While the beauty, quality, and collectability of authentic Indian arts and craftwork make each piece a unique reflection of our American heritage, it is important that buyers be aware that fraudulent Indian arts and crafts compete daily with authentic Indian arts and crafts in the nationwide marketplace. This consumer fraud not only harms the buyers, it also erodes the overall Indian arts and crafts market and the economic and cultural livelihood of Indian artists, craftspeople, and tribes. It is also against the law! It is a violation of the Indian Arts and Crafts Act (Act).
Within the Scope of the Act
Please note that the Act applies to art and craft products being displayed or offered for sale, or sold, as American Indian, Indian, Alaska Native, Native American, or the product of a particular Indian tribe as defined by the Act.
Qualified Labeling of Indian Style Art and Craft Products
Indian style art and craft products made by non-Indians may be offered or displayed for sale, or sold, as “Native American style,” “Native American inspired,” or in a similar qualified manner intended to avoid consumer confusion.
Outside the Scope of the Act
While the IACB is aware of concerns about cultural appropriation, those specific issues fall outside the scope of the Act.
Non-art and craft products, such as literary works, films, audio recordings, mascots, educational workshops, industrial products (T-shirts, cook books, etc.), are also outside the scope of the Act.
**If you become aware of any market activity that you believe may be in potential violation of the Act, similar to or different from the following examples, please contact the Indian Arts and Crafts Board by submitting a violation report online (see below) or contact us via regular mail.
Example 1: Retail
During a business trip to New Mexico and Arizona, Harry W. went shopping for Indian jewelry for his girlfriend. Harry W. was impressed with what was offered at a gallery near his convention center hotel as outstanding "one-of-a-kind" "handmade" Indian jewelry by Michael L., which included silver, turquoise, jet, lapis, and other apparent precious stones. The sales clerk represented Michael L. as enrolled in one of the prominent New Mexico Pueblos and reported that he produced each piece from his studio workbench. However, as Harry W. traveled throughout New Mexico and Arizona, he continued to see enormous volumes of work attributed to Michael L. as "one-of-a-kind" "handmade" Indian jewelry. As a result, he became suspicious that the work was not made by one individual, but was being mass-produced. As the various sales clerks' stories about Michael L. contradicted one another, Harry W. also began to suspect that the jewelry was not even Indian made.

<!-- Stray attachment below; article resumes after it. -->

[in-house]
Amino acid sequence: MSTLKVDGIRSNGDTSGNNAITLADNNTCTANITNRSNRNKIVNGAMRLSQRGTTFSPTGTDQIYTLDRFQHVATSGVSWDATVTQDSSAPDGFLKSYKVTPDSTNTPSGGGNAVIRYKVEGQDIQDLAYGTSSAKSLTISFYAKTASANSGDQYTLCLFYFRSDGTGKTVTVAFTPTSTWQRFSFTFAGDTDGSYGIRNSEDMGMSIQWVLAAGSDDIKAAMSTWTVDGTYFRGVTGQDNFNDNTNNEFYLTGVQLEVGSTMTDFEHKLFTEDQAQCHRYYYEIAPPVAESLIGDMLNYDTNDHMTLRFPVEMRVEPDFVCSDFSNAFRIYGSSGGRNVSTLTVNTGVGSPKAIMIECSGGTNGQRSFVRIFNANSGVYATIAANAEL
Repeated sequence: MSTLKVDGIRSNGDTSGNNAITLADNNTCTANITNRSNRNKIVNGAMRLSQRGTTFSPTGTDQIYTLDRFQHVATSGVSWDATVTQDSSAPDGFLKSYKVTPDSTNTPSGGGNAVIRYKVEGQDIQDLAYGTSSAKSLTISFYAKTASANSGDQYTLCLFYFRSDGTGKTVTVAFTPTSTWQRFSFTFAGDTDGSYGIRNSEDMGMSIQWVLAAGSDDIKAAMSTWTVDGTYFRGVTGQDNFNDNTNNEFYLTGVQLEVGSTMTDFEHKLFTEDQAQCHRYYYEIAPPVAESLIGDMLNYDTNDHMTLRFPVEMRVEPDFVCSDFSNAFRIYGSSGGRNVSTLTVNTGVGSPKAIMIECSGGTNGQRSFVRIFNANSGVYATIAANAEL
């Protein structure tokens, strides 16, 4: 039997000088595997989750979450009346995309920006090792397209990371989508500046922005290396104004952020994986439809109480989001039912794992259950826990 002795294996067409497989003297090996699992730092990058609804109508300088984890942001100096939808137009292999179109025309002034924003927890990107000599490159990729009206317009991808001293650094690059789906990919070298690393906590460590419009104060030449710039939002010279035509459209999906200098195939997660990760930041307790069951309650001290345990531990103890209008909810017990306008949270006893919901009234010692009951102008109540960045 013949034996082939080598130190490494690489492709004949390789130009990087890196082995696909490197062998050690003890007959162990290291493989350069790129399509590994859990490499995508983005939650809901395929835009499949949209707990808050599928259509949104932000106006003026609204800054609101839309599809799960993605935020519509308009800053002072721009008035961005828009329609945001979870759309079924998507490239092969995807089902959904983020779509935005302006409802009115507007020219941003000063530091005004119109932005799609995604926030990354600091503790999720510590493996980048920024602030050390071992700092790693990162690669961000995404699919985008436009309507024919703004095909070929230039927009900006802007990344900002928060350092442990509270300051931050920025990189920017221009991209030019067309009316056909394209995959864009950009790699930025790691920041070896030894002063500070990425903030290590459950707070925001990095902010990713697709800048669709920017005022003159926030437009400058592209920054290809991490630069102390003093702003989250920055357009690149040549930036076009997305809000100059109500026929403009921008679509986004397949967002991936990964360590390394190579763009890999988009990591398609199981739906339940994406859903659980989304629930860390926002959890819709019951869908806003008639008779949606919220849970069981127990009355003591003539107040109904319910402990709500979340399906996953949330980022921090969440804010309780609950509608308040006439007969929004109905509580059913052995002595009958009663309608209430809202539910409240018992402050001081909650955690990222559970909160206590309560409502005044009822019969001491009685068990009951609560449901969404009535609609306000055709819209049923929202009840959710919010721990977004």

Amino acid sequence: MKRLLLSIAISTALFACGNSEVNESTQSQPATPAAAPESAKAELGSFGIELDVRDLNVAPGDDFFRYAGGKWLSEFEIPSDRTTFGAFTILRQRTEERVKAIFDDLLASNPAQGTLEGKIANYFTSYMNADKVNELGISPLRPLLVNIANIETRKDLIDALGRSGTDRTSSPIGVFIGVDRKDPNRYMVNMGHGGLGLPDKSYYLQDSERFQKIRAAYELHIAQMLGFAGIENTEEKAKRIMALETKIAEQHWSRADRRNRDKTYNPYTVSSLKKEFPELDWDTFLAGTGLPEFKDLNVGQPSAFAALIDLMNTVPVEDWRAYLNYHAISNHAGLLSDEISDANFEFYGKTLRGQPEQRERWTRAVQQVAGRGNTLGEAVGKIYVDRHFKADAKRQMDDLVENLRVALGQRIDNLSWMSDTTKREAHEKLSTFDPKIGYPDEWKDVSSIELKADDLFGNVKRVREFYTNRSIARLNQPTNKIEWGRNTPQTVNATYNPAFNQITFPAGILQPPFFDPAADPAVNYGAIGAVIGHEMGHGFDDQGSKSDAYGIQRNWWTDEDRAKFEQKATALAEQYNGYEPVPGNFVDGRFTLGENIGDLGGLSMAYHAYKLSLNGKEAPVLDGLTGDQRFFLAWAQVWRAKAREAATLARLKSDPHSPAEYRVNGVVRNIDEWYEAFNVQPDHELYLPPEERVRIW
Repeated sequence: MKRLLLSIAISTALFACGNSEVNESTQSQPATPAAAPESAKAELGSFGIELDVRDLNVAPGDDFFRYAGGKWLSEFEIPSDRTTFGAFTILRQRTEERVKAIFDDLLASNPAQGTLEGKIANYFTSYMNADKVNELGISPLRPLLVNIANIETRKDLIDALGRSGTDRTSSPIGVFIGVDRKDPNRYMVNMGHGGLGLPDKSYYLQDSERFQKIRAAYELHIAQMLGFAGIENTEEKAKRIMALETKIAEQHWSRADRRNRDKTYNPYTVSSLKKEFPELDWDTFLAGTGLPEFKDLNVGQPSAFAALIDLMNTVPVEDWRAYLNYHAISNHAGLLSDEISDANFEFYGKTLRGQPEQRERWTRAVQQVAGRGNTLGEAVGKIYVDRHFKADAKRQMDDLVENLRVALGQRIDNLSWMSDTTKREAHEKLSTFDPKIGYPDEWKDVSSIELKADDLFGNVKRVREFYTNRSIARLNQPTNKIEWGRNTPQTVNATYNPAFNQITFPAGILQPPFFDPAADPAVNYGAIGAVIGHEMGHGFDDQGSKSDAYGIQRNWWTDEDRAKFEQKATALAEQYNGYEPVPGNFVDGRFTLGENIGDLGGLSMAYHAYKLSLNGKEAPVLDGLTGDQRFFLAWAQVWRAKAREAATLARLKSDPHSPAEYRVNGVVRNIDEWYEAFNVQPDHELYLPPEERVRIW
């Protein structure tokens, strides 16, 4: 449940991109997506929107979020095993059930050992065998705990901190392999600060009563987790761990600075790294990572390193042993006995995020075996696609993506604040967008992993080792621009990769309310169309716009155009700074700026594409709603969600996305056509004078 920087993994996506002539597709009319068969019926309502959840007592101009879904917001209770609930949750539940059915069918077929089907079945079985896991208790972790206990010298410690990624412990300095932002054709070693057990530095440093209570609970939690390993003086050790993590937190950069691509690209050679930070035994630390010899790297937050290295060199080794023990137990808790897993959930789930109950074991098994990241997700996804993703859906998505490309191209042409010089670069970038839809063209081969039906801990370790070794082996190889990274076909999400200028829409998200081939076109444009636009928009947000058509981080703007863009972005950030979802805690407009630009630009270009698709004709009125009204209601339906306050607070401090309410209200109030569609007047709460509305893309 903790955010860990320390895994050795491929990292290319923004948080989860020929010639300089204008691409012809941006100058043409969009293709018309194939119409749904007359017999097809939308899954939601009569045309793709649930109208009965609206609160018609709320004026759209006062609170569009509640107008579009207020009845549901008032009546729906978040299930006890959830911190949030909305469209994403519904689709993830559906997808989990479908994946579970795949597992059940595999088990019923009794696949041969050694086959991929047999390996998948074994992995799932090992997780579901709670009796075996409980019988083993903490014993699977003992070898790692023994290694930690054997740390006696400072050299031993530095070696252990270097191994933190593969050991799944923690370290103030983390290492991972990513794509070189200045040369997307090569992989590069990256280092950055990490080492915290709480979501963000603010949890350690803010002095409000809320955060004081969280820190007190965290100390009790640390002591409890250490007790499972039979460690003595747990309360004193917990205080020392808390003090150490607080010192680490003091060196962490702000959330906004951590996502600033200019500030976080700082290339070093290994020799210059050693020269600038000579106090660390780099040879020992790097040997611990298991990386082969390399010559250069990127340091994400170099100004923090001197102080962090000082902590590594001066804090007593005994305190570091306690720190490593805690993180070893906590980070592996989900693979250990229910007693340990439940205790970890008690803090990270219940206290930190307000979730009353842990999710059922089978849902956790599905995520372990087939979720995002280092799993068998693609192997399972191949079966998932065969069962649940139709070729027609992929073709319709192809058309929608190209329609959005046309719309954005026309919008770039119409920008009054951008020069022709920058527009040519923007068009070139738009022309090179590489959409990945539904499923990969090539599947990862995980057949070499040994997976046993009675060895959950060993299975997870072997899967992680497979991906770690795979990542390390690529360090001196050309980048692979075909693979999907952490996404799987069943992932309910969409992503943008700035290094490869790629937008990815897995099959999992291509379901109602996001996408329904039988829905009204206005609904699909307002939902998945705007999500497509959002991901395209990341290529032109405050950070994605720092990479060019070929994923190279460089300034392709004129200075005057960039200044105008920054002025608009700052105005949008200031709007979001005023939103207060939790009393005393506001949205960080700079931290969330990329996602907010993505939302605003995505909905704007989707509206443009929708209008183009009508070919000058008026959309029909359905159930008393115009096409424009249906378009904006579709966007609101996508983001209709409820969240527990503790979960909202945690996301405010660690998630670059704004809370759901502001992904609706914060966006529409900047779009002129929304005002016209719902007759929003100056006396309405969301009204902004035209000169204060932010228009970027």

Example 2: Pow wow
Last summer, David B. and his family decided to attend a pow wow in the Midwest to experience Indian dancing, music, and craftwork first hand. After identifying a popular pow wow, David and his family attended the event where they purchased a number of items from a vendor's booth, represented as Navajo rug weavings, Zuni inlay jewelry, and Hopi kachinas. For insurance purposes, David took the merchandise to a knowledgeable appraiser, only to find that the work was imported.
Example 3: Internet
Sarah T. was a long-time collector of Alaska Native crafts. In searching the Internet one evening, she found a surprising selection of well-priced Alaska Native carvings, including wooden masks and totems and ivory figurines. These items were marketed with hashtags #indian, #nativeamerican, as well as those including the names of particular tribes: #tlingit and #haida. She purchased the carvings and requested documentation for each piece. When the shipment arrived, she became suspicious of the carving documentation. Upon further inspection, she noticed a "Made in Bali" mark on the back of one of the masks, and areas on the other pieces that appeared to have country of origin markings removed.
Example 4: Artist and Consumer
Mary B., an established potter enrolled in the Navajo Nation, has a friend who recently purchased a piece of pottery marketed as one of Mary B's for a deep discount from a shop in another town. When the friend showed Mary B. the new purchase, Mary B. became very upset and told him that she had not made the piece of pottery.
TO REPORT A POTENTIAL VIOLATION OF THE INDIAN ARTS AND CRAFTS ACT
If you wish to report a potential violation, please fill out the following information: